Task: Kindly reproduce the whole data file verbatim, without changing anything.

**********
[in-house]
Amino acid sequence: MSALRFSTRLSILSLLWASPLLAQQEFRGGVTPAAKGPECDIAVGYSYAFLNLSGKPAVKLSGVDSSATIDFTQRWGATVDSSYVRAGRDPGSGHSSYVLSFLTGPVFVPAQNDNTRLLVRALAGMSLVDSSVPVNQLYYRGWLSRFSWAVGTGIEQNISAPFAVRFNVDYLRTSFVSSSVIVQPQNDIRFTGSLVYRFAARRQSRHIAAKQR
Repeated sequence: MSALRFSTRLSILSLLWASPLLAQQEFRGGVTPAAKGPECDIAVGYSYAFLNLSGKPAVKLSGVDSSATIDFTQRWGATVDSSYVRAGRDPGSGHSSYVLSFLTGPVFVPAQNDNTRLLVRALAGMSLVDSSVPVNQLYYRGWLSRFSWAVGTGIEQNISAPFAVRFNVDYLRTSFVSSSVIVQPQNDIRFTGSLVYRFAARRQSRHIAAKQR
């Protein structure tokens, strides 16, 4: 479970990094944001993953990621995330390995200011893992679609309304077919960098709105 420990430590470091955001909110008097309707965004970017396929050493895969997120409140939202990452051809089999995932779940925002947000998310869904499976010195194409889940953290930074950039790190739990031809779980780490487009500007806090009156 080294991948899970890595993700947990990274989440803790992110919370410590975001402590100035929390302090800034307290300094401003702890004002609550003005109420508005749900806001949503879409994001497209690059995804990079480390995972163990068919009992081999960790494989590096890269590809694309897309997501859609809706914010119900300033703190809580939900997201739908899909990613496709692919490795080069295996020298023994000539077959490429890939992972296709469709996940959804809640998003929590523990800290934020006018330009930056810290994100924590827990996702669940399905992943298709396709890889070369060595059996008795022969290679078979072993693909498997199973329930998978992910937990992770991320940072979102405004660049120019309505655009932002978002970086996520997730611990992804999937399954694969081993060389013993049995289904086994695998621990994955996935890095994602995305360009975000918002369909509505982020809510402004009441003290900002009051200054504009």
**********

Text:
[in-house]
Amino acid sequence: MSALRFSTRLSILSLLWASPLLAQQEFRGGVTPAAKGPECDIAVGYSYAFLNLSGKPAVKLSGVDSSATIDFTQRWGATVDSSYVRAGRDPGSGHSSYVLSFLTGPVFVPAQNDNTRLLVRALAGMSLVDSSVPVNQLYYRGWLSRFSWAVGTGIEQNISAPFAVRFNVDYLRTSFVSSSVIVQPQNDIRFTGSLVYRFAARRQSRHIAAKQR
Repeated sequence: MSALRFSTRLSILSLLWASPLLAQQEFRGGVTPAAKGPECDIAVGYSYAFLNLSGKPAVKLSGVDSSATIDFTQRWGATVDSSYVRAGRDPGSGHSSYVLSFLTGPVFVPAQNDNTRLLVRALAGMSLVDSSVPVNQLYYRGWLSRFSWAVGTGIEQNISAPFAVRFNVDYLRTSFVSSSVIVQPQNDIRFTGSLVYRFAARRQSRHIAAKQR
């Protein structure tokens, strides 16, 4: 479970990094944001993953990621995330390995200011893992679609309304077919960098709105 420990430590470091955001909110008097309707965004970017396929050493895969997120409140939202990452051809089999995932779940925002947000998310869904499976010195194409889940953290930074950039790190739990031809779980780490487009500007806090009156 080294991948899970890595993700947990990274989440803790992110919370410590975001402590100035929390302090800034307290300094401003702890004002609550003005109420508005749900806001949503879409994001497209690059995804990079480390995972163990068919009992081999960790494989590096890269590809694309897309997501859609809706914010119900300033703190809580939900997201739908899909990613496709692919490795080069295996020298023994000539077959490429890939992972296709469709996940959804809640998003929590523990800290934020006018330009930056810290994100924590827990996702669940399905992943298709396709890889070369060595059996008795022969290679078979072993693909498997199973329930998978992910937990992770991320940072979102405004660049120019309505655009932002978002970086996520997730611990992804999937399954694969081993060389013993049995289904086994695998621990994955996935890095994602995305360009975000918002369909509505982020809510402004009441003290900002009051200054504009």